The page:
1. I’ll be fair to Bill when he stops writting such lazy and inaccurate crap. There will never be a tower block on the site of that cottage. And come on Geoff, I’d rather that building was moved and kept intact than buggered by a new addition that cannot help but be neither good new design nor an actual Victorian building… This is one that I think could go, but go elsewhere. Seems it was moved onto its current site, so I’m happy for it to move again.

        2. Just between the two of us Patrick- I could live with a two storied Victorian or Edwardian beauty there. But what would go in would almost certainly be a glass and concrete monstrosity of gargantuan proportions.

          When will “replica” stop being a four letter word in Urban Design and architect land? It could be a useful tool for ending some of these stoushes.

        3. That is a very good point Geoff. While in Germany it was pointed out that there are a lot of ‘replica’ terrace houses – old looking facade but brand new behind.

        4. Bryce- exactly. It’s no different to the “blowing out the back” that has been going on for years, and if it can’t be seen from the street- who cares?

          Villas are an excellent house form, adaptable to changing needs and timeless in their beauty.

          Maybe it’s time to get something into the Urban Design Compendium before it’s locked off?

        5. You’ll love this Geoff. Recently some friends built a brand new ‘bay villa’ in Greenhithe but in the consent process got pulled up by the decorative post on the peak of the roof not meeting height / boundry rules (I cannot for the life of me remember what they are called). Eventually, they managed to get some council rep to see sense but not without a fight.

        6. Finial? Lightning rod type thing?

          Yeah, good on them for doing it. As to the Council- the Design Compendium is to be completed by the end of this year. If it’s anything like the Auckland Plan it’ll have very little, if anything, about Heritage.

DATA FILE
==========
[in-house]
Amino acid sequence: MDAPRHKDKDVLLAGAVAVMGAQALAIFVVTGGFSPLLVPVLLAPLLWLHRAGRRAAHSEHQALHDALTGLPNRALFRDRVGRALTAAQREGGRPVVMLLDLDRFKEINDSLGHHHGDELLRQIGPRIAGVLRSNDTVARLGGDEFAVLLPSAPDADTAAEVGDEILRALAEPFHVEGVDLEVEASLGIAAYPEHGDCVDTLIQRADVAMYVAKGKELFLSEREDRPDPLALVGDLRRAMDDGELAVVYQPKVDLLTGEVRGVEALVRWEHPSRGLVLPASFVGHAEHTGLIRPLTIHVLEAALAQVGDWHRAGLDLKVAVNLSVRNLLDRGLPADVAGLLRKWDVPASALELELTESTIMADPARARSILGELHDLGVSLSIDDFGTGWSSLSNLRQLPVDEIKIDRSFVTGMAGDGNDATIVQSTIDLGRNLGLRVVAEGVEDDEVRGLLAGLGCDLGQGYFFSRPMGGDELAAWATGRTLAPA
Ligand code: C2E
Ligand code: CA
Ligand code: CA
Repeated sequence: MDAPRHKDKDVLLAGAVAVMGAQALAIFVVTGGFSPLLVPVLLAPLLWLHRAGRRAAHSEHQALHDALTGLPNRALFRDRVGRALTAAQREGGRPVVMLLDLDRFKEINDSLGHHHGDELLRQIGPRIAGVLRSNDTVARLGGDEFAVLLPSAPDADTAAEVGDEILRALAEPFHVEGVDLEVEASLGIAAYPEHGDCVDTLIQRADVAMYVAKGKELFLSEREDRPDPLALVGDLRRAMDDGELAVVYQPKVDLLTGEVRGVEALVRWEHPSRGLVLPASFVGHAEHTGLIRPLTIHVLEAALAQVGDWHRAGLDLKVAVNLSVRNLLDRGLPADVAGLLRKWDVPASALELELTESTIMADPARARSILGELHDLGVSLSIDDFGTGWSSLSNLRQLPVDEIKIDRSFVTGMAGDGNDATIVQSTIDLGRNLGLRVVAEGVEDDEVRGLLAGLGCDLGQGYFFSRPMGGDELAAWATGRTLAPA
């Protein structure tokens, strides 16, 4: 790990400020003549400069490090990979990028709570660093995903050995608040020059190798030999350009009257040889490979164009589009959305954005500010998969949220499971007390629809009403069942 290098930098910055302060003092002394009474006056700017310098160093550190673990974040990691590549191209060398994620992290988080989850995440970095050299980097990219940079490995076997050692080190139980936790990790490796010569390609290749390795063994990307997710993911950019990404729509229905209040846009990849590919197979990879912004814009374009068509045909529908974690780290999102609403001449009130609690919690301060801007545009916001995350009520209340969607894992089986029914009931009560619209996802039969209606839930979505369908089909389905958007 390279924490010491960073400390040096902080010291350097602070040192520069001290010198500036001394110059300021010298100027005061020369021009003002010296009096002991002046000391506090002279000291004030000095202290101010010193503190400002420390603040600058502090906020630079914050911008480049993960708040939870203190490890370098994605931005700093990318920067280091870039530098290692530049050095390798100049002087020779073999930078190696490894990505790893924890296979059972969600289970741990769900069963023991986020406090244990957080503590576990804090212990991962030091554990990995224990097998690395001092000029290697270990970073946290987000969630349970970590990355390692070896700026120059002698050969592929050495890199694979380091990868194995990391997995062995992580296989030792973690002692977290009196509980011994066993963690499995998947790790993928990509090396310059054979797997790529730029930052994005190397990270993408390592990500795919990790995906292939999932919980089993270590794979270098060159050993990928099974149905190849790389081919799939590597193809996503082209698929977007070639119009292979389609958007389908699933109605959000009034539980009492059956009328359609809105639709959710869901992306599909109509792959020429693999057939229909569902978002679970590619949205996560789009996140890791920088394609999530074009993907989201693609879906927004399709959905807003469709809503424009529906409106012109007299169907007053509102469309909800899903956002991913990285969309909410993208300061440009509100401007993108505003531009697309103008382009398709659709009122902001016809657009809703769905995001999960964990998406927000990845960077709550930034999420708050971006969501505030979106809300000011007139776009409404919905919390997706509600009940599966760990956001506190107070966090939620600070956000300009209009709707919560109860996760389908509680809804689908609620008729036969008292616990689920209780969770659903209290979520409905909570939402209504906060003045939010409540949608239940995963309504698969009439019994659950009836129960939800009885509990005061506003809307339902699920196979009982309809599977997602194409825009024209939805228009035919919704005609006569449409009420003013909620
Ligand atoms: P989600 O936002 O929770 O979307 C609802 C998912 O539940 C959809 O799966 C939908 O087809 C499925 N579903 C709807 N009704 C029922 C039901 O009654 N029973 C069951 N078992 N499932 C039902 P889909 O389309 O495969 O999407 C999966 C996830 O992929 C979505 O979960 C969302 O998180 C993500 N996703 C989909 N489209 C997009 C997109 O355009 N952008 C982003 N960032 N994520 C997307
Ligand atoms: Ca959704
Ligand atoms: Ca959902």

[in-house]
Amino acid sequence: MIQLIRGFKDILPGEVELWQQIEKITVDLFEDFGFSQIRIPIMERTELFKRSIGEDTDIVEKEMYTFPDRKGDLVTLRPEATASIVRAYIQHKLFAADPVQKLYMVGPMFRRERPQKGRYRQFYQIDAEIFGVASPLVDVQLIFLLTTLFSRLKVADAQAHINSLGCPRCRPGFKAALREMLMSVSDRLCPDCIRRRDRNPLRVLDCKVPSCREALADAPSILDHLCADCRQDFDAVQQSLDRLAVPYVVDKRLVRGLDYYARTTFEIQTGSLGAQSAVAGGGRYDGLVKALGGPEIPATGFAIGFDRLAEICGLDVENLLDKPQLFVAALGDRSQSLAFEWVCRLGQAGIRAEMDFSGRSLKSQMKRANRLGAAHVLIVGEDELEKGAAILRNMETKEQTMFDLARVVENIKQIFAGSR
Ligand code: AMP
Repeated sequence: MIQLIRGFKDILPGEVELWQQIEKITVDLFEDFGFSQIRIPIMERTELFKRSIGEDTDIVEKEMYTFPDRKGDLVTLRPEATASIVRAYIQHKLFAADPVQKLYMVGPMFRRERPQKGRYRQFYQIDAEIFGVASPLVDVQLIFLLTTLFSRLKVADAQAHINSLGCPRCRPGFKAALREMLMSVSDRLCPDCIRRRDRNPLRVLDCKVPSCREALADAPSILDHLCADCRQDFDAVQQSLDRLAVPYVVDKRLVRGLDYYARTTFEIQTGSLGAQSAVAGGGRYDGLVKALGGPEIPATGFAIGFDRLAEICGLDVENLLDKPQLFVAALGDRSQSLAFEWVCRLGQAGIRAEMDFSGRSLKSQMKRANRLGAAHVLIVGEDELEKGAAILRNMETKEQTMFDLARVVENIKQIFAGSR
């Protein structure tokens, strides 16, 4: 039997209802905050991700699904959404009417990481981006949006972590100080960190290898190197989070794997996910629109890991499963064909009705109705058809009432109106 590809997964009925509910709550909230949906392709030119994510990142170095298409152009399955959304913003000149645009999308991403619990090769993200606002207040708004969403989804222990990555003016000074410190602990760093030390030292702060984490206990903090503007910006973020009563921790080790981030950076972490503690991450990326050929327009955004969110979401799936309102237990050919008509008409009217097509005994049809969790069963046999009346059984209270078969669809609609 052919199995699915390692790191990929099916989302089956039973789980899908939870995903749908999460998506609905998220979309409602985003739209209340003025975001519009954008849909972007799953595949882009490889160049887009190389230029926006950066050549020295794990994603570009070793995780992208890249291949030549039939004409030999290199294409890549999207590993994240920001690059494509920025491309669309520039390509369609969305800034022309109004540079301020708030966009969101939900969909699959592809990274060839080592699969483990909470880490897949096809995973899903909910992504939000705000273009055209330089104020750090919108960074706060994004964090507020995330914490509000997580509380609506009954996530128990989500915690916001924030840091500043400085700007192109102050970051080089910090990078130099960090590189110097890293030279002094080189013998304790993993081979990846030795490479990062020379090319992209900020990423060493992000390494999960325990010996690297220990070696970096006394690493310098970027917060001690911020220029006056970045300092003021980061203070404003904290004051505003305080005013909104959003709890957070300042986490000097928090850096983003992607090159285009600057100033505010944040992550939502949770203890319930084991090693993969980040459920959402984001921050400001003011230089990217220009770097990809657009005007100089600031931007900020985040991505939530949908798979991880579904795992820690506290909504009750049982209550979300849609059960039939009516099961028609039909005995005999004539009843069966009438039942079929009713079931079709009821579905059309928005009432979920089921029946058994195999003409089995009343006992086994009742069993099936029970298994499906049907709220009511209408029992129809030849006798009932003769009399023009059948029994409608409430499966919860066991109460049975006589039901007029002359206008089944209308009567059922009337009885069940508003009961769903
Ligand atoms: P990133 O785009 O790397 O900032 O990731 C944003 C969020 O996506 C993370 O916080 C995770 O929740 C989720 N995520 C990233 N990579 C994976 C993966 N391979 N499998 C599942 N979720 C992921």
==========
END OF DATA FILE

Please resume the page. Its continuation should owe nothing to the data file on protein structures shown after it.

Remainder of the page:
Still, time to get it fixed.

          And congratulate your friends for me, that bay villa will surely stand the test of time…

        7. Ahh, finial. Yes that’s it. A sky dish was ok because that wasn’t part of the ‘house’ :-).

        8. Replica!? Nightmare, not much worse in my book, faux, false, and bogus. I repeat the city is not and should never be a museum. What about future heritage? Good 21century architecture is part of the city’s future rich palette. I don’t want a city that has pretended to stop. You want a villa Geoff, buy the real thing, not a plastic knock off.

  20. Fantastic post Patrick. I’ve pointed this out over at Kiwiblog, but what I don’t get is the obsession Government and media have with the median house price. It is the median dwelling price that is more of interest. By increasing the number of apartments and higher density housing, the median dwelling price should fall.

    1. Really good letter in Te Herald this am from a young mother pissed off at being told by well-off middle aged men that she doesn’t want to live in an apartment. She does.

      1. Patrick where exactly is the apartment located in the last photo, is it one of those that line the motorway offramp in Grafton, the ones that were recently reclad? If it is, they’re certainly nice inside that they appear from outside.

        1. Newton rd, the Ponsonby Rd end. Good point, as that’s the thing about apartments, they can often be little private gems in an otherwise tough outside world. Secrets often too. So many of the people that decry them have clearly never been in one, and judge the quality of life with in them from their own take of their exteriors.